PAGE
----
Last May there was a lot of media coverage about Natalie Randolph, who was hired as the Head Football Coach for Coolidge High School in Washington DC. This fall she and her team are back in the media as the team’s results are being scrutinized. Currently the team is 0-3. My point is not to highlight the team’s record, but to highlight that THIS team’s record is getting national media attention where the many other football teams across the country which are also 0-3 are not.
Randolph should be celebrated, not scrutinized. While her on field results in terms of W/L record is a losing one, there are other outcomes that should be considered, but are often overlooked:
1. Her presence may allow females who love the game to consider playing and coaching football as a viable option. Many girls and women love football just as much as men, but given they 0ften are discouraged or aren’t allowed to play when they desire to, the pathway to playing and coaching the game they love contains many barriers.
2. I’m certain seeing and experiencing a female football coach has provided the opportunity for the young men on her team (and community members) to challenge the stereotypes some likely have about women, leadership, coaching and football.
3. From her interviews and feedback of those familiar with the program, it sounds like she is teaching her team both football and life skills simultaneously , and that is all that we can hope for and ask of any high school coach.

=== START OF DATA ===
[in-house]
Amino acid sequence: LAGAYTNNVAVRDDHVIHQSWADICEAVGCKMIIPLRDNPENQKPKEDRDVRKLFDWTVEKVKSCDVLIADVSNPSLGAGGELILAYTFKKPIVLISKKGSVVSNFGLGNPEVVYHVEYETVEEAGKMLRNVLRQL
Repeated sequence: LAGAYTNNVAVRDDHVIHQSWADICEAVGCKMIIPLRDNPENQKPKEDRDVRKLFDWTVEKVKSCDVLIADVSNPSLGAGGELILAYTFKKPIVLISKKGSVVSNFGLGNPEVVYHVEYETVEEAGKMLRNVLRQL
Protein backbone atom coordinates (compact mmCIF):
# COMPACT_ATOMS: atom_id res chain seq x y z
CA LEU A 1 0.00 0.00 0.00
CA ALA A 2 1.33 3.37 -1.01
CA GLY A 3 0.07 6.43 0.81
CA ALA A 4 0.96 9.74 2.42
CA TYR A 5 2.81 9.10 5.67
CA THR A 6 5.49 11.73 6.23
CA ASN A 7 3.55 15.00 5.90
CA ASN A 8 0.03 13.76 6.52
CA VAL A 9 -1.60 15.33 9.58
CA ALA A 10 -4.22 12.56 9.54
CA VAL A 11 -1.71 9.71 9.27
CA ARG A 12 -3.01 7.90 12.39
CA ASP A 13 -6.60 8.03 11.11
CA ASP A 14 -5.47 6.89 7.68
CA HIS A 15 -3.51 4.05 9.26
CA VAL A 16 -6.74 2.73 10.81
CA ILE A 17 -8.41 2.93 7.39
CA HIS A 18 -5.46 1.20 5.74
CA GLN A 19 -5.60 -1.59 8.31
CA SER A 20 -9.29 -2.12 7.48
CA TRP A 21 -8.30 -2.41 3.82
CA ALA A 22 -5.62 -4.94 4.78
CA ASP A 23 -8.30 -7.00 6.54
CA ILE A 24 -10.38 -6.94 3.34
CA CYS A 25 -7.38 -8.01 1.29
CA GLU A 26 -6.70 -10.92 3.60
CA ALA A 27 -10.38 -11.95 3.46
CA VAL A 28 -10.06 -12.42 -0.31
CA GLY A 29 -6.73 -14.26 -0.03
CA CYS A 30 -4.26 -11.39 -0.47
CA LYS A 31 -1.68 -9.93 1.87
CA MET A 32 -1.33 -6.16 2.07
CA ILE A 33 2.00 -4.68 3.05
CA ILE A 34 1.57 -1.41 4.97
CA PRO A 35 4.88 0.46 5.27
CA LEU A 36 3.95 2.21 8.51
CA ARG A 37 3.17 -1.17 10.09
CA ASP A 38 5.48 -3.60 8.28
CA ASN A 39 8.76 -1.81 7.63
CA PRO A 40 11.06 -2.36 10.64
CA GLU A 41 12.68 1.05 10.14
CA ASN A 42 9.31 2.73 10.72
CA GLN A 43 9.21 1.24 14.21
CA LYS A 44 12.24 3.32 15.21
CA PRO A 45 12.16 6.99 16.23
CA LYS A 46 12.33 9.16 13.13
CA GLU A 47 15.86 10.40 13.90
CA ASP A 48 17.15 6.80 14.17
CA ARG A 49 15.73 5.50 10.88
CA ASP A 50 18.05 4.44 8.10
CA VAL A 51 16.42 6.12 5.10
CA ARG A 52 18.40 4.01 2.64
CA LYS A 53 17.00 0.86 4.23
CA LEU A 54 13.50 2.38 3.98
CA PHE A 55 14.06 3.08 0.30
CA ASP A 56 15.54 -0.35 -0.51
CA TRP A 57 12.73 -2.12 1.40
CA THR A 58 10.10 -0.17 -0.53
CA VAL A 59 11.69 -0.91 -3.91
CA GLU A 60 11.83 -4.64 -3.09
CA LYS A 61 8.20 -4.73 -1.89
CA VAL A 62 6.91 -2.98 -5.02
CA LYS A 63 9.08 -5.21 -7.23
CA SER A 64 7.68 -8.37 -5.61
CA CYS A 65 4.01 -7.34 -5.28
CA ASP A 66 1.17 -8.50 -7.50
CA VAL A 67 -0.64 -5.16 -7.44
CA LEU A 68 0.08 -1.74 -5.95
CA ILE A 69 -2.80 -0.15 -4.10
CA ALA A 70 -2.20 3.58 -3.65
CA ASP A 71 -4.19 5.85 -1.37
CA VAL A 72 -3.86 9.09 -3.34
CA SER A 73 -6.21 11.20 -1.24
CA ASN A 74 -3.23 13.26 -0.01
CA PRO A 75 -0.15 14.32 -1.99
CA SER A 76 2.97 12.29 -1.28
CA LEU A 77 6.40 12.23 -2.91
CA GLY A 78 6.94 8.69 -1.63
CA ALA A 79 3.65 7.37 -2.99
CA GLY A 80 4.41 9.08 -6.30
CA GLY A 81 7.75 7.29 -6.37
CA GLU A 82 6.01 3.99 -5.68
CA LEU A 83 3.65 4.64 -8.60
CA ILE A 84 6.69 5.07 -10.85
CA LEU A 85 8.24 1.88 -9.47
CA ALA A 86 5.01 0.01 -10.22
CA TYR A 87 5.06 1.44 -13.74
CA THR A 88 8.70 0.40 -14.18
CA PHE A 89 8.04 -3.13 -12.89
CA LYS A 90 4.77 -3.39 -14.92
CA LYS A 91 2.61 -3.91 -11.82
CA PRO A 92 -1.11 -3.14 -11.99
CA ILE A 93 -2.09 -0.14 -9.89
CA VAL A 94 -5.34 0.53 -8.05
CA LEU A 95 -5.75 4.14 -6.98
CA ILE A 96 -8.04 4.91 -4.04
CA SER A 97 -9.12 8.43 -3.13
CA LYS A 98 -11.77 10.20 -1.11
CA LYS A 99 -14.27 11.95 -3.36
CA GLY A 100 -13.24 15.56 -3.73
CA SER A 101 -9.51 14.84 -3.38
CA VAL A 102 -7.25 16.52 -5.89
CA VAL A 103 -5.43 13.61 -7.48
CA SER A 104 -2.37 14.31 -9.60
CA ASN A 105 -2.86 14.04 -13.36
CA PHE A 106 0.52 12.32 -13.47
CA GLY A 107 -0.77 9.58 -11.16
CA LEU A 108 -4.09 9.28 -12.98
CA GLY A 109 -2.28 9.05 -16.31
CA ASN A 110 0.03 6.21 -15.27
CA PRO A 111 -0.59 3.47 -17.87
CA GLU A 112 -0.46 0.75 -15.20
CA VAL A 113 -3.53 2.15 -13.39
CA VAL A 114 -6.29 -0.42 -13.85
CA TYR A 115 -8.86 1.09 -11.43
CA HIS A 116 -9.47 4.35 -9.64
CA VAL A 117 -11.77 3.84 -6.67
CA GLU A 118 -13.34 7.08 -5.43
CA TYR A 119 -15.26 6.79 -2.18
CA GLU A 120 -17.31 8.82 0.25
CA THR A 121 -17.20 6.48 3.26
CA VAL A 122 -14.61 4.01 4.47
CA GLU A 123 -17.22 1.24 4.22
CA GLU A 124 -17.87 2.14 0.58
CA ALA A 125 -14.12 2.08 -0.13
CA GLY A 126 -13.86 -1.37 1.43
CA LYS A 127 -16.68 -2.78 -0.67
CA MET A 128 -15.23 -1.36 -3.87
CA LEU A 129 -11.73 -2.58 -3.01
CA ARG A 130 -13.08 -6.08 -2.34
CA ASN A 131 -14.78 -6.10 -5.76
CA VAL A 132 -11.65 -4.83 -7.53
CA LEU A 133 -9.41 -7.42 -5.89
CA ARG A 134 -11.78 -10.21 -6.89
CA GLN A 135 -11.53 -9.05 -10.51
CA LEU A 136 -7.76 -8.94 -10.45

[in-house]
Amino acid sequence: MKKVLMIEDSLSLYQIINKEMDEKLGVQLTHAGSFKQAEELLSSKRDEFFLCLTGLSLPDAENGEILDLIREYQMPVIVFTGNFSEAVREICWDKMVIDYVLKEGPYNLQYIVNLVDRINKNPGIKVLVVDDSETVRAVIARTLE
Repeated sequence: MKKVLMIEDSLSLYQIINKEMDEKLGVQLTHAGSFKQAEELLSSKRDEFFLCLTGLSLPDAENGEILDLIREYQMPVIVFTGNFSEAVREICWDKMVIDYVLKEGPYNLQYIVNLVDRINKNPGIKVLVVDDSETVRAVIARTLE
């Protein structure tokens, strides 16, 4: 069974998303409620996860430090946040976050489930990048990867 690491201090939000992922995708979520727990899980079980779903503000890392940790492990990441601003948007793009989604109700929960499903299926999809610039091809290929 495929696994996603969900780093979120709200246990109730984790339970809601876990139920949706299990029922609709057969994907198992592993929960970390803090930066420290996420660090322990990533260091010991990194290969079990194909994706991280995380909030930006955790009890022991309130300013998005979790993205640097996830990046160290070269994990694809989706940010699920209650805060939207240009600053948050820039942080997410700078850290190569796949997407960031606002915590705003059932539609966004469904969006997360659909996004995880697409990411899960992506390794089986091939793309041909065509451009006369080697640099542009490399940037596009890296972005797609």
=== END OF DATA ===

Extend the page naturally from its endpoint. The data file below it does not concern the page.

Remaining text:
Women coach boys must possess a high degree of athletic capital to coach football or male athletes in general. In fact only 2% of all coaches of male athletes are female, a statistic that has remained remarkably stable even 38 years after Title IX which drastically increased the number female sport participants and the sport expertise of females. Randolph possesses a great deal of athletic capital as a former D-I athlete, professional football player in the WPFL, and assistant high school football coach–experiences which afforded her the opportunity and consideration for the job. While men are assumed to be competent coaches even if they have never really played the sport, female coaches must continually prove themselves competent above and beyond their male colleagues. It is unlikely a female who never played football would never be hired to coach, but there are many men who have been hired to coach a sport they never played or didn’t play at a high level.
The interesting issue to me in the media coverage of Randolph’s coaching debut is the implicit assumption that effective football coaching resides on the Y-chromosome. No where in the coaching science literature have I read this, but it is a common belief nonetheless. If this assumption is true, then there must be quite a few male football coaches missing the Y-chromosome because their teams have losing records too! While I doubt the floodgates for women to coach football are going to burst open wide, I hope Randolph’s presence will help challenge and change some outdated thinking patterns.